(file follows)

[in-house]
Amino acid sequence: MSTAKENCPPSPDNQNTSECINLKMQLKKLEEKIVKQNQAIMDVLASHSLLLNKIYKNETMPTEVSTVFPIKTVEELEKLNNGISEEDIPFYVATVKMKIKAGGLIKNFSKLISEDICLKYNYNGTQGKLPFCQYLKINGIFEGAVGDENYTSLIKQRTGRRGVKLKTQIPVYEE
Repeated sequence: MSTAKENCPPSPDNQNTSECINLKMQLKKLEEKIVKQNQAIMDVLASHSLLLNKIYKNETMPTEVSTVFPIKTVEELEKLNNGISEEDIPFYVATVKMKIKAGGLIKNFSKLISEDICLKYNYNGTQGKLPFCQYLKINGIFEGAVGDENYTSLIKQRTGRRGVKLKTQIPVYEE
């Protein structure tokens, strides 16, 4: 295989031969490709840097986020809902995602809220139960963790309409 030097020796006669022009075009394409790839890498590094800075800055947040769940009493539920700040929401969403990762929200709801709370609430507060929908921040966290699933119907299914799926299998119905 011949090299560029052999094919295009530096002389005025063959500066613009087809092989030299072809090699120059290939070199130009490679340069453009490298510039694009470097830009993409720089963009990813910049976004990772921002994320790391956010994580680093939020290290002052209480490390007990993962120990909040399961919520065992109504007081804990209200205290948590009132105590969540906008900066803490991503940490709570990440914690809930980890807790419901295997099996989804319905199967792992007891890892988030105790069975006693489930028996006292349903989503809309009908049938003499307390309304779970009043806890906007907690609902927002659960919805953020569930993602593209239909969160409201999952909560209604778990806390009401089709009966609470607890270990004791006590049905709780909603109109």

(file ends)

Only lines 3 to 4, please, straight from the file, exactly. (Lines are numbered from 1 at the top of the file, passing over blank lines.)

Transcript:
Repeated sequence: MSTAKENCPPSPDNQNTSECINLKMQLKKLEEKIVKQNQAIMDVLASHSLLLNKIYKNETMPTEVSTVFPIKTVEELEKLNNGISEEDIPFYVATVKMKIKAGGLIKNFSKLISEDICLKYNYNGTQGKLPFCQYLKINGIFEGAVGDENYTSLIKQRTGRRGVKLKTQIPVYEE
């Protein structure tokens, strides 16, 4: 295989031969490709840097986020809902995602809220139960963790309409 030097020796006669022009075009394409790839890498590094800075800055947040769940009493539920700040929401969403990762929200709801709370609430507060929908921040966290699933119907299914799926299998119905 011949090299560029052999094919295009530096002389005025063959500066613009087809092989030299072809090699120059290939070199130009490679340069453009490298510039694009470097830009993409720089963009990813910049976004990772921002994320790391956010994580680093939020290290002052209480490390007990993962120990909040399961919520065992109504007081804990209200205290948590009132105590969540906008900066803490991503940490709570990440914690809930980890807790419901295997099996989804319905199967792992007891890892988030105790069975006693489930028996006292349903989503809309009908049938003499307390309304779970009043806890906007907690609902927002659960919805953020569930993602593209239909969160409201999952909560209604778990806390009401089709009966609470607890270990004791006590049905709780909603109109």